Thinking back to when I was first diagnosed with Parkinson’s disease, I suppose my reaction was much like it is for the tens of thousands of other Americans who contract this disease annually. Disbelief, concern, melancholy (even a few tears); but once the shock had subsided, it was time to take this thing seriously.
My approach was first to learn as much as I could about Parkinson’s. What is it? A disease caused by a loss of dopamine in the brain. What causes it? No one really knows though genetics and certain environmental exposures are thought to contribute. What are its symptoms? Although everyone is affected differently, most of us with Parkinson’s have some of the following — slowness of motion, tremor, rigidity, problems with balance. And, because dopamine is also a mood enhancer, people with PD may suffer from anxiety and depression.
I learned that the most effective ways to combat Parkinson’s, and improve my quality of life, are 1) to work with a neurologist specializing in movement disorders to determine the most effective medication regimen, 2) to maintain a positive attitude, and 3) to stay active.
To stay active. Recent research studies have concluded that physical activity, of virtually any type, not only slows the rate of deterioration in PD patients, it can literally improve strength, flexibility, and balance. And it has secondary effects — PD sufferers who exercise regularly are less likely to be anxious or depressed.
But where to do these exercises? We all know about the grandest intentions — just show me what to do and I can do them at home; but, honestly, will you do them?
Enter the Parkinson’s Foundation of the National Capitol Area (PFNCA), whose mission is to “improve the quality of life of those impacted by Parkinson’s disease by offering exercise…programs to strengthen their physical and emotional health.”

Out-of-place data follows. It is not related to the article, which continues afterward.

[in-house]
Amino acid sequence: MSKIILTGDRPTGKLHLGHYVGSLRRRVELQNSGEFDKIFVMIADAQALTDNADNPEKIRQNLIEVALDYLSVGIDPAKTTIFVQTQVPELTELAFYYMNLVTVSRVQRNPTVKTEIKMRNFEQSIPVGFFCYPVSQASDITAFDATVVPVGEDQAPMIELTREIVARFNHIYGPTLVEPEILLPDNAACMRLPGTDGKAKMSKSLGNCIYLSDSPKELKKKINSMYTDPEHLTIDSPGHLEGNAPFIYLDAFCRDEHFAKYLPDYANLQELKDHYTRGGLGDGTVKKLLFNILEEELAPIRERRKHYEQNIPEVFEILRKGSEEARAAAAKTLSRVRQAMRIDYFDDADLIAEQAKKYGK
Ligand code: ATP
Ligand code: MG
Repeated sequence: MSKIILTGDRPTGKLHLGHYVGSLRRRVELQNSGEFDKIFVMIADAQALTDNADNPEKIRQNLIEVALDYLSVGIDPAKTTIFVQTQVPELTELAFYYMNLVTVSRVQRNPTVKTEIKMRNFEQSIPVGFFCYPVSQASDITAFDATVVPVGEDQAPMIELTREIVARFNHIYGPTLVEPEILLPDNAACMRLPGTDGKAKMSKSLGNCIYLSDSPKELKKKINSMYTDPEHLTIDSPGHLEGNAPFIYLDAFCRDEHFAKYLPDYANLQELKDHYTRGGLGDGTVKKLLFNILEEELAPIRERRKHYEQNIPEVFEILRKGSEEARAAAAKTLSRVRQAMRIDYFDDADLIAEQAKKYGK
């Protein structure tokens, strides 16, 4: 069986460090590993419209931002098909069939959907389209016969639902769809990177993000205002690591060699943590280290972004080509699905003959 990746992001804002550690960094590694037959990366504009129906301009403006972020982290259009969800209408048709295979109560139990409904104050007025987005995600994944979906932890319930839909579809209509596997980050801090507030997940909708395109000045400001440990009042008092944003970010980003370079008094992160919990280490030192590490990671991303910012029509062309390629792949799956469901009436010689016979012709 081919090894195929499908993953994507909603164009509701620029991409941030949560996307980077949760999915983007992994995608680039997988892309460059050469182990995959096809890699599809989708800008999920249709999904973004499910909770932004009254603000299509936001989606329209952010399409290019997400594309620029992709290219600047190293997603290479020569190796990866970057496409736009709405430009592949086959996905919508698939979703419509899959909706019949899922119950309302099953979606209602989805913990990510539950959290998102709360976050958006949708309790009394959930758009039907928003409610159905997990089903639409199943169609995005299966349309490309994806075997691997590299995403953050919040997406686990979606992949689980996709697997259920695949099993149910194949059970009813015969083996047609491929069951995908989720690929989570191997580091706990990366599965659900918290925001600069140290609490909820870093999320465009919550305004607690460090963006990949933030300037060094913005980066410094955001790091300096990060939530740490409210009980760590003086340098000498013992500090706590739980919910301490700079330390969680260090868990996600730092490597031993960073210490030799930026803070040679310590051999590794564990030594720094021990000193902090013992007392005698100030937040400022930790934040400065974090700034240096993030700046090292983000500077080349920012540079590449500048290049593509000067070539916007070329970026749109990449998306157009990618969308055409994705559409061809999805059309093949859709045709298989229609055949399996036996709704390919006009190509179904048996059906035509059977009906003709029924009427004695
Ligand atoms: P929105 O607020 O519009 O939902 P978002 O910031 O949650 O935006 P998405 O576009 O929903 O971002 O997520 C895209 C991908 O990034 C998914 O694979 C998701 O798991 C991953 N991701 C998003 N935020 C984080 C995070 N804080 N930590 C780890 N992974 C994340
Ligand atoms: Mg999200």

Operating with a small, enthusiastic group of dedicated individuals, PFNCA utilizes donations received throughout the year, but especially at the annual Walk Off Parkinson’s fundraiser at National’s Park each September, to provide more than 250 exercise, communication and education program sessions at 29 locations in the District of Columbia, Maryland and Virginia.
More than 2,000 people impacted by Parkinson’s are served by PFNCA each year. The variety of exercise venues and the geographic scope of providers allow each person with Parkinson’s to select the type of activity, the trainer and the location they prefer for everything from yoga to rock climbing.
I participate in three exercise activities sponsored by PFNCA?– a fitness class focused on balance, strength, and flexibility; boxing, a relatively new Parkinson’s exercise that provides great physical and cognitive benefits; and a Parkinson’s-specific activity called “Big and Loud” therapy. I also play tennis and work in the yard — everything counts.
I firmly believe exercise has helped me cope with Parkinson’s, and that the programs offered by PFNCA have been instrumental in slowing its progress.
Recently, the Catalogue for Philanthropy: Greater Washington named PFNCA one of the best small non-profits in the Washington D.C. area. The award recognizes PFNCA’s success in fostering a sense of community for people with Parkinson’s, and that it is the only organization in the D.C. area that provides holistic programs year-round.
Because the Catalogue for Philanthropy thoroughly vets each organization, donors can be assured the dollars they donate are being well spent.
Being named one of the best small non-profits by the Catalogue is a huge honor for PFNCA and should help ensure that more dollars are donated to “The Cause.”
After all, isn’t that what it’s all about — additional venues, more and more types of exercise, a more diverse compendium of locations and instructors. And, ultimately, a higher quality of life for people with Parkinson’s